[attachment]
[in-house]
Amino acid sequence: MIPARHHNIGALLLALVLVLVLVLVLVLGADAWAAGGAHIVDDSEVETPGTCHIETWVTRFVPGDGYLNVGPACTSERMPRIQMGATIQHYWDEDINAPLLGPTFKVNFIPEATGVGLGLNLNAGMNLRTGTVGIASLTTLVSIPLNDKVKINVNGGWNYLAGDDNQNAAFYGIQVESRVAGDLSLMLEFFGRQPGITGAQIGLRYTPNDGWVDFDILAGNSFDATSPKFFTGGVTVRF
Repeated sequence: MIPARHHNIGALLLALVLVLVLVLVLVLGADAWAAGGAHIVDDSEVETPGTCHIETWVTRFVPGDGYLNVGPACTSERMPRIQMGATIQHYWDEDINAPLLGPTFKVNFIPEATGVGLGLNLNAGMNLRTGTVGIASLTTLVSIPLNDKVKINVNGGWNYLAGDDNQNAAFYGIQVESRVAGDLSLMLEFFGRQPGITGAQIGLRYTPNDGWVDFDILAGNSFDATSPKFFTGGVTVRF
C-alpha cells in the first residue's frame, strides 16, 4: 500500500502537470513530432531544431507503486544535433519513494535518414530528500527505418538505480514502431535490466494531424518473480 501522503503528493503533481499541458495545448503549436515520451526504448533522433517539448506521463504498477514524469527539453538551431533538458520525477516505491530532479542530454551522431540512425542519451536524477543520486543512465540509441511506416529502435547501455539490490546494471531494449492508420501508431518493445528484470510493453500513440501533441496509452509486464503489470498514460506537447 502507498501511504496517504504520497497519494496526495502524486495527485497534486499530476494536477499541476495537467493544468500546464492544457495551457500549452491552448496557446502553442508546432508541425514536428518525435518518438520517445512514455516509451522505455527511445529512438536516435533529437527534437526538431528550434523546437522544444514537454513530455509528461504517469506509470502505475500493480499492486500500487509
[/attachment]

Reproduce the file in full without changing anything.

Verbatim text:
[in-house]
Amino acid sequence: MIPARHHNIGALLLALVLVLVLVLVLVLGADAWAAGGAHIVDDSEVETPGTCHIETWVTRFVPGDGYLNVGPACTSERMPRIQMGATIQHYWDEDINAPLLGPTFKVNFIPEATGVGLGLNLNAGMNLRTGTVGIASLTTLVSIPLNDKVKINVNGGWNYLAGDDNQNAAFYGIQVESRVAGDLSLMLEFFGRQPGITGAQIGLRYTPNDGWVDFDILAGNSFDATSPKFFTGGVTVRF
Repeated sequence: MIPARHHNIGALLLALVLVLVLVLVLVLGADAWAAGGAHIVDDSEVETPGTCHIETWVTRFVPGDGYLNVGPACTSERMPRIQMGATIQHYWDEDINAPLLGPTFKVNFIPEATGVGLGLNLNAGMNLRTGTVGIASLTTLVSIPLNDKVKINVNGGWNYLAGDDNQNAAFYGIQVESRVAGDLSLMLEFFGRQPGITGAQIGLRYTPNDGWVDFDILAGNSFDATSPKFFTGGVTVRF
C-alpha cells in the first residue's frame, strides 16, 4: 500500500502537470513530432531544431507503486544535433519513494535518414530528500527505418538505480514502431535490466494531424518473480 501522503503528493503533481499541458495545448503549436515520451526504448533522433517539448506521463504498477514524469527539453538551431533538458520525477516505491530532479542530454551522431540512425542519451536524477543520486543512465540509441511506416529502435547501455539490490546494471531494449492508420501508431518493445528484470510493453500513440501533441496509452509486464503489470498514460506537447 502507498501511504496517504504520497497519494496526495502524486495527485497534486499530476494536477499541476495537467493544468500546464492544457495551457500549452491552448496557446502553442508546432508541425514536428518525435518518438520517445512514455516509451522505455527511445529512438536516435533529437527534437526538431528550434523546437522544444514537454513530455509528461504517469506509470502505475500493480499492486500500487509